Service members who have a child with a disability can avoid this by electing for the annuity to go to their child’s SNT. Assigning the annuity payments to the trust can protect the child’s continued receipt of benefits.

How Does a Special Needs Trust Work?

Special needs trusts (or supplemental needs trusts) serve as funds that can benefit individuals with disabilities. A properly drafted SNT provides financial support to a person with a disability while keeping them eligible for benefits. A trustee manages the trust funds and makes disbursements to the individual with the disability.

Strict spending rules govern special needs trusts. For example, to preserve SSI benefits, this type of trust cannot pay for things that SSI covers, like shelter. Assets in the trust can cover other expenses, however. These may include travel, recreation, legal services, insurance, home furnishings, uncovered medical expenses, and education.

Covering a Special Needs Trust Under a Survivor Benefits Plan

Currently, a military member or retiree can choose to cover a dependent child’s SNT in the following circumstances:

  • The individual must have elected spouse and child or child-only coverage for a child with special needs.

  • The dependent child with a disability must also have an established and certified first-party special needs trust or pooled SNT.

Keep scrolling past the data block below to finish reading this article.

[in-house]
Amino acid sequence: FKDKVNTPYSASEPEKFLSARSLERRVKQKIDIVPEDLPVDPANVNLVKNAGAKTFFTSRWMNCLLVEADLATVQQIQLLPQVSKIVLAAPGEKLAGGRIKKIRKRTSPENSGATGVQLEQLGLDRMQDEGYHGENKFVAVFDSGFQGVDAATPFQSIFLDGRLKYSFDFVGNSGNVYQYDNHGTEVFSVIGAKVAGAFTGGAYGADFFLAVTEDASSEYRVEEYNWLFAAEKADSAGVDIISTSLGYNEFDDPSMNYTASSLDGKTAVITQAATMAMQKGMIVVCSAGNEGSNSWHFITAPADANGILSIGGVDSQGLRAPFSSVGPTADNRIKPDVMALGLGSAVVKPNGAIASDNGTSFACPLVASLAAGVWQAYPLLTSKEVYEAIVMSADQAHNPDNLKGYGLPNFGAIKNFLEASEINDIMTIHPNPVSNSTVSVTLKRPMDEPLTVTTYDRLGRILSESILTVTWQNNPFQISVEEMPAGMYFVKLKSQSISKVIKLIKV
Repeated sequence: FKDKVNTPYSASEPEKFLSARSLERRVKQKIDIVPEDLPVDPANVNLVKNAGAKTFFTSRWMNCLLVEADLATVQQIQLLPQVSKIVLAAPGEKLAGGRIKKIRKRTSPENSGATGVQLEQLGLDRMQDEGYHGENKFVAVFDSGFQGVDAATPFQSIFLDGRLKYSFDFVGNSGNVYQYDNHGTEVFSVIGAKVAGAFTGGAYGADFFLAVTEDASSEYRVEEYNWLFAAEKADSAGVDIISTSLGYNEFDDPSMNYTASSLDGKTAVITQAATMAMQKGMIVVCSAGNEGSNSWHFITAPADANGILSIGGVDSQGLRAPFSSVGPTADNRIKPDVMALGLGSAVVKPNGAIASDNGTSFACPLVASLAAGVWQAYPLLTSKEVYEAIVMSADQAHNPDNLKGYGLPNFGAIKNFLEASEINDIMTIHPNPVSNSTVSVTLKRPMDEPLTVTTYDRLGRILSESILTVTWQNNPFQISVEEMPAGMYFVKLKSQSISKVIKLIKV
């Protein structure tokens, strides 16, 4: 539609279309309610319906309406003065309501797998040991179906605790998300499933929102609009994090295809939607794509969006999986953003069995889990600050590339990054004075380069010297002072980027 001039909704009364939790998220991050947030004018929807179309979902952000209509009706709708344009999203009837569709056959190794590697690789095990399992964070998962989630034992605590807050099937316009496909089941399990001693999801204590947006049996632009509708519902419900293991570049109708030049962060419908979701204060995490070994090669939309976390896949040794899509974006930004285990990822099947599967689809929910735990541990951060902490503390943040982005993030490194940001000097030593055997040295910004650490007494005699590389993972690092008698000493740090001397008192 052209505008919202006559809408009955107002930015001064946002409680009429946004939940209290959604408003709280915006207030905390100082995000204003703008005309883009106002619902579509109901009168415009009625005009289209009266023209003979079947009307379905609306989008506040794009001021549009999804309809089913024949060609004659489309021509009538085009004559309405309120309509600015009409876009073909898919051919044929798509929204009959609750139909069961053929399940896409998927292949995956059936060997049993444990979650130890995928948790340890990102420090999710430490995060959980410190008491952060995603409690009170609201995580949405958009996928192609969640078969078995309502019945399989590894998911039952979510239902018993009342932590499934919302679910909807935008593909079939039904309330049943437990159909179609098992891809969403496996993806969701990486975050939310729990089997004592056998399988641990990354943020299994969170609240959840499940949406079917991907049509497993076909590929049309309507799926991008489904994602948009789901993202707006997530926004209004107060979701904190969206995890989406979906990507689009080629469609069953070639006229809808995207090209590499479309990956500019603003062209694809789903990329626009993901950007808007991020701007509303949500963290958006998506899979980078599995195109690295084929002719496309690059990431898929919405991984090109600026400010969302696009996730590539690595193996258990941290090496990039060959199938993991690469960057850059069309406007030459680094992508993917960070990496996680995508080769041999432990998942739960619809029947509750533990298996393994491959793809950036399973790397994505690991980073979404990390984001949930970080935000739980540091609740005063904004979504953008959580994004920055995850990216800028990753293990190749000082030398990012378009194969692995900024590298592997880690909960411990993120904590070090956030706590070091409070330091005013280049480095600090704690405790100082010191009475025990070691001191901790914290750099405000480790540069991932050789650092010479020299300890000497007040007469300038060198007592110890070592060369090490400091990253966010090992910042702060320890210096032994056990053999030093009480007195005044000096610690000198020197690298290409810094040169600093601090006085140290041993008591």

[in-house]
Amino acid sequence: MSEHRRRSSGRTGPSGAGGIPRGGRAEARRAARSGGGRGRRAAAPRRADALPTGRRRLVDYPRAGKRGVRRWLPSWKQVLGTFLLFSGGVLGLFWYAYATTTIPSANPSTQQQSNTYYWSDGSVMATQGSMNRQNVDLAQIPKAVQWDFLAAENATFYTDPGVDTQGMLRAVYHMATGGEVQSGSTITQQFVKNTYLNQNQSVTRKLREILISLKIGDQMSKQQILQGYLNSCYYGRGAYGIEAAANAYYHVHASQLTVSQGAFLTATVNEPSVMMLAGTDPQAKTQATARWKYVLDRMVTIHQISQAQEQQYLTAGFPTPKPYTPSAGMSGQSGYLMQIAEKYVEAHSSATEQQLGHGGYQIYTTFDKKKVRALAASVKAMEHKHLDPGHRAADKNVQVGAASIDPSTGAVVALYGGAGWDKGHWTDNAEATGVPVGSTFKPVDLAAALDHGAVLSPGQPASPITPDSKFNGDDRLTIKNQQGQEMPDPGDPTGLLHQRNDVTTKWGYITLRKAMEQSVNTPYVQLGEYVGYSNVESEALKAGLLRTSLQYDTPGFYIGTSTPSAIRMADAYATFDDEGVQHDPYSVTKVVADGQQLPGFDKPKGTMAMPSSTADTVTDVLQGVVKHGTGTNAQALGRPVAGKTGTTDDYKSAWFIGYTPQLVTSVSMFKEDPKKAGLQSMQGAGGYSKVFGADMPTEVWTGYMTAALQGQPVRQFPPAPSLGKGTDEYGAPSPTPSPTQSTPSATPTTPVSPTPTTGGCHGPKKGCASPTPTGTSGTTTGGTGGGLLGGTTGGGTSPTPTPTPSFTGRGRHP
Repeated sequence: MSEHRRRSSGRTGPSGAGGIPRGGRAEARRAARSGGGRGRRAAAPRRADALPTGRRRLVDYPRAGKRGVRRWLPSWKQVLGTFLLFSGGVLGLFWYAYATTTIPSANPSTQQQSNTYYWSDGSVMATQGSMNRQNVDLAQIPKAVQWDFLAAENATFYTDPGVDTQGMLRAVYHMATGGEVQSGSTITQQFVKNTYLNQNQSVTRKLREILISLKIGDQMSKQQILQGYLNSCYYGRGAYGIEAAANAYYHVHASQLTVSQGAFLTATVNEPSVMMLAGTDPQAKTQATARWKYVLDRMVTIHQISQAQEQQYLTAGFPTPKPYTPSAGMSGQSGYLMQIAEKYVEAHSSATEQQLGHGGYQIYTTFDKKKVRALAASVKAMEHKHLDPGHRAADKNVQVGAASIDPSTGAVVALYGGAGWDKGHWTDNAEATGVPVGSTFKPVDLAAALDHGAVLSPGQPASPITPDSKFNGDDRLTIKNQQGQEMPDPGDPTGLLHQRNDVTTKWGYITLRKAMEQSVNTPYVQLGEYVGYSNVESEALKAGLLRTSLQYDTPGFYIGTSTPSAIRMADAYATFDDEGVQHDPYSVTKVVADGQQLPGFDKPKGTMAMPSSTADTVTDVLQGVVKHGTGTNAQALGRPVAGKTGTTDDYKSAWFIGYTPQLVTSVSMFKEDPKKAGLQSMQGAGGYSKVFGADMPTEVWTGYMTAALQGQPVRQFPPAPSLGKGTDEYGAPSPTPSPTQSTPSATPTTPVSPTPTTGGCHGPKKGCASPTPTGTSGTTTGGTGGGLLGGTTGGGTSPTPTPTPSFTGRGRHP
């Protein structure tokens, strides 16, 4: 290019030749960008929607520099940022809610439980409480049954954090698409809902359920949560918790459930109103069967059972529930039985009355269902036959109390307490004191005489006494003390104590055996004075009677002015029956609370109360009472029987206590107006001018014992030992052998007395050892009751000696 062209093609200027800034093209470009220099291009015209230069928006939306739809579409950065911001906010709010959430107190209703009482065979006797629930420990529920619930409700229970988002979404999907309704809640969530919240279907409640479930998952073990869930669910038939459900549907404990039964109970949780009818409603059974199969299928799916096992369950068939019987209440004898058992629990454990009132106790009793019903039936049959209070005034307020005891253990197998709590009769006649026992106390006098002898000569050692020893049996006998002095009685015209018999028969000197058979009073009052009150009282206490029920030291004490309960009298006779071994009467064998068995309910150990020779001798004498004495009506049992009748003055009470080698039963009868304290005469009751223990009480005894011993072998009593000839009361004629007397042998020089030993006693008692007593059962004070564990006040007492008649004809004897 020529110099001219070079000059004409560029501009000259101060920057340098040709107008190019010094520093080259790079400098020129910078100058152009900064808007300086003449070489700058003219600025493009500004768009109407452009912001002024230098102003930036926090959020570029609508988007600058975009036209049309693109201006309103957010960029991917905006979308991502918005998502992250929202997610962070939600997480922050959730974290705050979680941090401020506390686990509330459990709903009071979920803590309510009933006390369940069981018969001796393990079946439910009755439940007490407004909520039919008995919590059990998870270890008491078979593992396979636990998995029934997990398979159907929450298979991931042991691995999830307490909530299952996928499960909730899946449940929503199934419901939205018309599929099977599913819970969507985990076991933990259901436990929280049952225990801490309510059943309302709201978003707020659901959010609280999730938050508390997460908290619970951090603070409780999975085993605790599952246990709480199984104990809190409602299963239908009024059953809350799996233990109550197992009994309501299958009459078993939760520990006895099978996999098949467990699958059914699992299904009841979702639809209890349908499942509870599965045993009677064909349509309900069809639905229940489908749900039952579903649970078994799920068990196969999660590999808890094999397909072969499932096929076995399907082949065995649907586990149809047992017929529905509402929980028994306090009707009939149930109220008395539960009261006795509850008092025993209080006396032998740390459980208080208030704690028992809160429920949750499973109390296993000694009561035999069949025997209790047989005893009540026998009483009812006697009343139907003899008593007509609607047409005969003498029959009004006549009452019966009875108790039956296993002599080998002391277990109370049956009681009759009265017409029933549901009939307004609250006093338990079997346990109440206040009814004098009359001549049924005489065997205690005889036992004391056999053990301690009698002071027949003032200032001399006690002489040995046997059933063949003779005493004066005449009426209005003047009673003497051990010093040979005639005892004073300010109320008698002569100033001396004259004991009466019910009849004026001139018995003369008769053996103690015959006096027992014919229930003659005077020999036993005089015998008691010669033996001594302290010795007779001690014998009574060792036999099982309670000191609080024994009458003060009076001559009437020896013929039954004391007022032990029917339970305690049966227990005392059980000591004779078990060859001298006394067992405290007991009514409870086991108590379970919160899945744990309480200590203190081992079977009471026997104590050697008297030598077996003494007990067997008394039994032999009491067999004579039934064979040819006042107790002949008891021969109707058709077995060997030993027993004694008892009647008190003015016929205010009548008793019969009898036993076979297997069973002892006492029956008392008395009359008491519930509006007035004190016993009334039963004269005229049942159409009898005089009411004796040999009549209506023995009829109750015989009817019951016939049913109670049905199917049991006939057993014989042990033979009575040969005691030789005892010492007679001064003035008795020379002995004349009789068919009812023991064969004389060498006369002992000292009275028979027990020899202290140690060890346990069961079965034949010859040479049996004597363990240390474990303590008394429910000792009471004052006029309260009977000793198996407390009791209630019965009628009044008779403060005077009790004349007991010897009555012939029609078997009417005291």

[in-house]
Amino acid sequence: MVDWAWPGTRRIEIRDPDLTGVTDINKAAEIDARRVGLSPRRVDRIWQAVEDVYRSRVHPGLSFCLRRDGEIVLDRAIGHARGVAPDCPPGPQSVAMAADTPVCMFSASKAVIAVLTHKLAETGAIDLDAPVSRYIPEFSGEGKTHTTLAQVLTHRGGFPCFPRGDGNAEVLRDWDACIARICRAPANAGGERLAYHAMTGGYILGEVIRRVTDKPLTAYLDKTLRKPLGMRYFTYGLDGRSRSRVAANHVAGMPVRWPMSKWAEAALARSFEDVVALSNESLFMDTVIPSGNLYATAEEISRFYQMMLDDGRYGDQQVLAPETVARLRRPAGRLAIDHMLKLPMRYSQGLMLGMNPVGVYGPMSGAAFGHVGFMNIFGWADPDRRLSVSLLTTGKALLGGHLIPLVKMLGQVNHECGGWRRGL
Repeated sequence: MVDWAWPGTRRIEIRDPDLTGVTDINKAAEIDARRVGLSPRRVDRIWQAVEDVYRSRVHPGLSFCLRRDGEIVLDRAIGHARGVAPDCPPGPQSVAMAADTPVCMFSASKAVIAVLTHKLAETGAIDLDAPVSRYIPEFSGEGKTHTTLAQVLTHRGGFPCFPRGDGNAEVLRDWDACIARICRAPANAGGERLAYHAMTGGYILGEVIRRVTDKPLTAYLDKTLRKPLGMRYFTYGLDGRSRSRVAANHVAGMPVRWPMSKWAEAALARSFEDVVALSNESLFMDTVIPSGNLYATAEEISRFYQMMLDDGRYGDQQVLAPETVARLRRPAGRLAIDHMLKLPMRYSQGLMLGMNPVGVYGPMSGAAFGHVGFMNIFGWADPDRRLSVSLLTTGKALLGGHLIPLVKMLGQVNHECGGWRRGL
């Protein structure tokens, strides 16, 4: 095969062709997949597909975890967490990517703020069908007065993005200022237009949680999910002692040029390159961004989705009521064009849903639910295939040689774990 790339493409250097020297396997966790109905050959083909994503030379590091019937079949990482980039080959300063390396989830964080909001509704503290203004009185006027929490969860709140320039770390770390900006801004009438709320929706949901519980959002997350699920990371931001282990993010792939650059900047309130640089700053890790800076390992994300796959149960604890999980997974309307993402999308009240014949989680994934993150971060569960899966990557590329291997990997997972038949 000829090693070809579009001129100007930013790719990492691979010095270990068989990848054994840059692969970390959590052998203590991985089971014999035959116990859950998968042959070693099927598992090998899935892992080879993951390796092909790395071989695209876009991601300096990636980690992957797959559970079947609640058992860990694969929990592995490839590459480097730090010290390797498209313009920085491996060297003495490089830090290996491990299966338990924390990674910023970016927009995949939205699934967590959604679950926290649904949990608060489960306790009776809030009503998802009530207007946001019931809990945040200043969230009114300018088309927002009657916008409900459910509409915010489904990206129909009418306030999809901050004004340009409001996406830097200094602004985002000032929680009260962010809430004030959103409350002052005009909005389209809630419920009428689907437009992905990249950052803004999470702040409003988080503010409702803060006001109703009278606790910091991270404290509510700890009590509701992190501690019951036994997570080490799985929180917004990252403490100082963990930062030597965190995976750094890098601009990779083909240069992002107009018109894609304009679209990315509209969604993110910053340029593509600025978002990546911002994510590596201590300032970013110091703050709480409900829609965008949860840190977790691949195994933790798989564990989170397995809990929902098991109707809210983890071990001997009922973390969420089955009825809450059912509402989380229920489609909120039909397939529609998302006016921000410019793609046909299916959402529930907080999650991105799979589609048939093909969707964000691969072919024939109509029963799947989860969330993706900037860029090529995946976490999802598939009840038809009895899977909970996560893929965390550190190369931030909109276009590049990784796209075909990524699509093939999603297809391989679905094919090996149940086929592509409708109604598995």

When an SBP benefits a dependent child with a disability, the direct payment can be changed to a special needs trust at any time before or after the military member’s death. The member can make the change during their lifetime. Or, after their death, a surviving parent, grandparent, or court-appointed legal guardian can designate the trust to receive the annuity payments.

Directing annuity payments to an SNT requires submitting the following documentation to the Defense Finance and Accounting Service:

  • A statement of intent
  • An attorney’s special needs trust certification
  • The SNT’s name and tax identification number

Additional Assistance for Active and Retired Military With Children With Special Needs

Various other forms of support are available for retired and active military personnel with children with disabilities. These include the following:

  • The Military and Family Support Office offers the Exceptional Family Member Program. This program provides community support, housing, and educational, medical, and personnel services to military families with special needs.

  • U.S. Armed Forces Legal Assistance offices, available nationwide, give advice as well as local attorney referrals. The office can help families find attorneys who practice special needs law.
  • An official Department of Defense website, Military One Source, is another resource for military families with children with disabilities. Military One Source offers support with special education, financial planning, and child care. Speak to a Military OneSource consultant by calling 800-342-9647.

Work With a Special Needs Planning Attorney

An attorney can help you decide whether assigning your Survivor Benefits Plan to a special needs trust for your child would be an appropriate strategy for your family. If your child does not yet have an SNT, an attorney can create one. Find a local, qualified special needs planning attorney today.

Created date: 12/17/2014